A significant aspect of the Chinese New Year festivities is the dragon dance. They are frequently the main attraction for Chinese New Year, along with lion dances. Dragon dances are performed across China and in Chinatowns around the world on many occasions, including Chinese New Year’s Day and the Lantern Festival. They are said to be a means of frightening evil spirits and bringing luck to humans. Being touched by a (dragon dance) dragon is seen as fortunate.
The dragon dance costume’s body is made up of a giant dragon’s head and a long, tail-like body that is divided into many portions and elevated on poles. The record was achieved in Hong Kong in 2012 at 5,605 meters (312 miles), however, the dragon may be as little as 2 meters or as long as 100 meters, or even over 1,000 meters! The longer the dragon, the more good fortune it is said to bring!
People frequently create a 9-jointed dragon, an 11-jointed dragon, a 13-jointed dragon, or even a 29-jointed dragon because odd numbers of the dragon’s joints are seen to be lucky.
Grass, bamboo, paper, and linen are just a few of the elements used to make the dragon dance costume. Segment by segment, a large red fabric with dragon scale decorations is used to weave the dragon’s body into a spherical and tubular shape. Dragon dancers frequently wear long pants that exactly fit the dragon’s body.
The dragon body that is used for the dragon dance is often kept in a nearby “Dragon King Temple,” and it can only be brought out on the day of the dragon dance, along with locals waving banners and flags, beating drums, and blowing trumpets. People perform an “eye-pointing” ceremony and join the dragon’s head and tail to its body.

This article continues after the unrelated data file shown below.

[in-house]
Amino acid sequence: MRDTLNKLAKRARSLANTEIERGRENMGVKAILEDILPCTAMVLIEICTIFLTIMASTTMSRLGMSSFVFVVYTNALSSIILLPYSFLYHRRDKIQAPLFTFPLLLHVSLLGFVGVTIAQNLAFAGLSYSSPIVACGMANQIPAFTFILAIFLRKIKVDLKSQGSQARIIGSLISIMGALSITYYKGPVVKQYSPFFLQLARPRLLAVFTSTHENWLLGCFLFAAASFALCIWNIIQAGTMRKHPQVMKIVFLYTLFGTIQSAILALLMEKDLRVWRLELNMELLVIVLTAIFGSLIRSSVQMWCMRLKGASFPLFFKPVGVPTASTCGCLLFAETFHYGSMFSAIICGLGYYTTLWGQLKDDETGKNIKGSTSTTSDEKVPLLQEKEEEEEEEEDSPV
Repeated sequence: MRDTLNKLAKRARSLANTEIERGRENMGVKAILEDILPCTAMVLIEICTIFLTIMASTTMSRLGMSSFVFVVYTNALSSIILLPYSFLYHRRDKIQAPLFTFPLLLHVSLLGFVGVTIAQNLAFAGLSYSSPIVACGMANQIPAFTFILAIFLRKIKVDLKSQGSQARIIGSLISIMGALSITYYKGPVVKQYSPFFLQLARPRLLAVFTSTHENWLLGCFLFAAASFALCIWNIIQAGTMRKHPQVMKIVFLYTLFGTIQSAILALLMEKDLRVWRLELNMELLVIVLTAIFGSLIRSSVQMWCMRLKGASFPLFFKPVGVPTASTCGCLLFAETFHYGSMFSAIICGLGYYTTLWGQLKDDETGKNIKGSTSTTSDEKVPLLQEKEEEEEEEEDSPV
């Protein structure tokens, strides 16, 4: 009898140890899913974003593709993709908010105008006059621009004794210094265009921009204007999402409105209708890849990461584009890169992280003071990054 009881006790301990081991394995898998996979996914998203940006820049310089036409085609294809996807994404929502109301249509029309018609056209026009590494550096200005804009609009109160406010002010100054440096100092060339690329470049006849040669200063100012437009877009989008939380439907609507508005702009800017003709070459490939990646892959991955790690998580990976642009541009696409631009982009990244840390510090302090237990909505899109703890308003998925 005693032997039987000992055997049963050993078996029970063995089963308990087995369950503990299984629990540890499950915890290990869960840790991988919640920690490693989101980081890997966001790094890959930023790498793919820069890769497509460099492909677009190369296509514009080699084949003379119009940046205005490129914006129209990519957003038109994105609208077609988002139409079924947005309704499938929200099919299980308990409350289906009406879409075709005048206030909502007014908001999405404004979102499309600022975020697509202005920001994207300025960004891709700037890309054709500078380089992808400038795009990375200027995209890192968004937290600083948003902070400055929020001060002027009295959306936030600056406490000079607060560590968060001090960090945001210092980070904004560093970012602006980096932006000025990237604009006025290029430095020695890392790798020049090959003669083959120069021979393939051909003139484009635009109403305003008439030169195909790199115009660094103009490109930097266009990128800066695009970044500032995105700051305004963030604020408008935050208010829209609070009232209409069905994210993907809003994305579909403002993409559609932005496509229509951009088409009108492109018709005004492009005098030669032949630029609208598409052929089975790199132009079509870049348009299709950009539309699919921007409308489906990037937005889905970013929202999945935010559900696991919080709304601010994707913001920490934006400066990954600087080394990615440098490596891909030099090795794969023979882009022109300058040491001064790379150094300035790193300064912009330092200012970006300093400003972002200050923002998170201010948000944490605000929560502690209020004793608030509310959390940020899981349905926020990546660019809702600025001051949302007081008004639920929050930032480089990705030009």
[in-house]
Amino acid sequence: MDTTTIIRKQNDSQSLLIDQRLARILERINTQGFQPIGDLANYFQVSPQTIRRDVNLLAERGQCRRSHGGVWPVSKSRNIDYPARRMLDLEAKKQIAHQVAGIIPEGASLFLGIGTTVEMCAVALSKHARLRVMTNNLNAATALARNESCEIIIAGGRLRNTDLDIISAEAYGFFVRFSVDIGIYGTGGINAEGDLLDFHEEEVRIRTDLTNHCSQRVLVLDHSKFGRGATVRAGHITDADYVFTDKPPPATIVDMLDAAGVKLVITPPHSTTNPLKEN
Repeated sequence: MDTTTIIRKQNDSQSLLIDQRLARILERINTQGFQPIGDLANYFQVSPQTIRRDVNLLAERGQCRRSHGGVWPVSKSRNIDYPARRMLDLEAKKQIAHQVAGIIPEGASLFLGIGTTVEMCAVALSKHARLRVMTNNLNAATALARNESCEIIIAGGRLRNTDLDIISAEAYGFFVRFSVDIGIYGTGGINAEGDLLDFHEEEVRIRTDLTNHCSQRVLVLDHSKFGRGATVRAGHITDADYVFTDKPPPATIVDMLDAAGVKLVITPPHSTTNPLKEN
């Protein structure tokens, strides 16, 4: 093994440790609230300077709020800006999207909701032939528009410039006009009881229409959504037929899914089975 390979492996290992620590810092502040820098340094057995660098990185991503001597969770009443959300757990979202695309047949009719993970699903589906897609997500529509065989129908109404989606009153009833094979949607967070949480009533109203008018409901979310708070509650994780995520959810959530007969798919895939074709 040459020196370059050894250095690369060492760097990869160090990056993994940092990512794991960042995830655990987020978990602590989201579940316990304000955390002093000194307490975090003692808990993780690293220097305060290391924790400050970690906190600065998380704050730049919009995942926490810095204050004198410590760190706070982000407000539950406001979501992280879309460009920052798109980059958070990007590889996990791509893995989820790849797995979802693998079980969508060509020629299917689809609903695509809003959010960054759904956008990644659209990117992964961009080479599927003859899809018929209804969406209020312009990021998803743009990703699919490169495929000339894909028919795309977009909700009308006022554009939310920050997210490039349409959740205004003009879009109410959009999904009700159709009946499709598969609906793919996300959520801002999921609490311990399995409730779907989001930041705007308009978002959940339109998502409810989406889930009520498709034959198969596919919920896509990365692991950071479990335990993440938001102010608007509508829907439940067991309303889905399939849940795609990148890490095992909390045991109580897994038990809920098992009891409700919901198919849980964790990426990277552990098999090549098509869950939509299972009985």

The dragon is guided during the dance by a person holding a pole with a large ball (known as the “Pearl of Wisdom”) at the top. The dragon chases the ball as it is moved up, down, left to right, and around. Its body looks to be dancing as it moves in waves. The dragon is always seeking enlightenment, as symbolized by the dragon’s relentless motions in “Dragon Chasing the Pearl.”
A dragon dance’s choreography changes depending on the dancers’ abilities. The exercises “cloud cave,” “whirlpool,” “tai chi pattern,” “threading the money,” “searching for the pearl,” and “dragon surrounding the pillar” are examples of common motions.
The dragon’s body is returned to the temple where it will be maintained for use the following year once the head and tail have been burned.
Everywhere it travels, the dragon is welcomed, and occasionally the group performing the dragon dance will be given banquets up to five or six times, known as “dragon in exchange for wine.”